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Author Topic:   fanning
brianl
Member
posted November 29, 1999 04:17 AM            
well, i'm in the optimization stages of quasi-roam now, and obviously one such optimization is batching up triangles, whether through stripping, fanning, cvas, display lists (??), etc.

my first approach is with fanning, only because i've seen something vaguely intuitive pop out at me. as i recurse through the bintritrees, i think that if you can pass the test of "if i am split, and my children are split, and their children AREN'T split (ie, are leaves)", then you can render a fan of 4 triangles, emanating from your hypoteneuse and stop recursing. (this may be a bit awkward to visualize). somehow i get the feeling this should be more generalizable, though -- like i am only seeing one very obvious case of a more general truth.

i also see a way to fit this into a tail recursive scheme, but i don't really see what the benefits would be... (assuming vc is actually heeding my request to really inline recursive inline calls up to a depth of 255 -- hmm, wonder if this is bad for the cache?).

of course, you can have even more explicit cases that look deeper ahead (these all assume maximum symmetrical tessellation of your children) - if i am split, and if my children are split, and if their children are split, and if their children are split, and if their children AREN'T split, or in other words, if i have great-great-great-grand-children that don't have children themselves, then i can make a 3 fans, two of 4 tris, and one of 6 tris. (subdivide a triangle 4 times to see this - the fans are two tris and a square).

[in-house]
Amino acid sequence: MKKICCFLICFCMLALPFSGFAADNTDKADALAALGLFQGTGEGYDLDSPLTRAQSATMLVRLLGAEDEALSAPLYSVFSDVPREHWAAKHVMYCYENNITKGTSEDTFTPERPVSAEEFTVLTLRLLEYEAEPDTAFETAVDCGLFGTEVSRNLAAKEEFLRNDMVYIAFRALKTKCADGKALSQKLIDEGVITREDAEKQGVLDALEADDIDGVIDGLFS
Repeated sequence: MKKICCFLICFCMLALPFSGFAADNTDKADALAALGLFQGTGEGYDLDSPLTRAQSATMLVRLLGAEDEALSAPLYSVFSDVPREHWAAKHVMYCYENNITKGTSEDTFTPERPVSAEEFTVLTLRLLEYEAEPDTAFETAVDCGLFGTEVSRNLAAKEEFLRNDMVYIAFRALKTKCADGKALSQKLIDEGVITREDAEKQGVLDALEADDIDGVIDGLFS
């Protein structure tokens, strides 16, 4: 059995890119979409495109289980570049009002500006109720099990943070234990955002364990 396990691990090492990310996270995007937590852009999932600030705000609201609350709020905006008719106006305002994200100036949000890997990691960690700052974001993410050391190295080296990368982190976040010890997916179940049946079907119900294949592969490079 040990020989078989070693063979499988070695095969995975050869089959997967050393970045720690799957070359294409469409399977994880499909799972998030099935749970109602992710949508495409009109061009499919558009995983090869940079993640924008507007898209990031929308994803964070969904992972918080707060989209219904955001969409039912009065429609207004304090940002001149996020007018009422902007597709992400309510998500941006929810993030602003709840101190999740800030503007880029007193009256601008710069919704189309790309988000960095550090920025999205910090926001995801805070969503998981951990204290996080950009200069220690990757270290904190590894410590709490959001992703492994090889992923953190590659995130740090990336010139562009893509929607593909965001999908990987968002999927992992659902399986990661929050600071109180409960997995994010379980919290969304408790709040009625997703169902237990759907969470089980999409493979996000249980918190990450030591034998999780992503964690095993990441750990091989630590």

incidentally, the case of great-great-grand-children without children is no better for fanning than the case of great-grand-children without children. you get a fan of 4 tris in the shape of square, and two triangles on the top and right of the square which are probably more expensive to fan than to just render one by one. it's not until great-great-great-grand-children do you get the next level of "fanning bonus".

the tail recursive implementation involves bubbling back the maximum level of recursion reached, rather than asking downwards if certain conditions are met. although there is some hairiness since leaf tris would no longer render themselves (they would get rendered by their parents or grandparents, or... ? -- i haven't totally though it out yet).

any thoughts?

brian

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brianl
Member
posted November 29, 1999 11:54 AM            
hrmm. it dawned on me in the shower this morning what it means to ask those "do my children's children's children" type questions -- this is somewhat expensive, given that by the time you are asking about you great-great-great-grand-children, you are examining 16 triangles... just seems like the cost might outweigh the benefits. although, it really seems, and i wish i could think it through, that a tail recursive method could somehow solve this problem of having to probe so much at every level of recursion.

oh yeah, there was a type-o in my previous post. i said that if you subdivide a triangle 4 times, you get 3 fans -- two 4 triangle fans, and one 6 triangle square. i was wrong. it's actually an 8 triangle square.

seumas, are you fanning/stripping across tri roots? are you fanning/strippin the root tris (that aren't getting subdidived at all) themselves?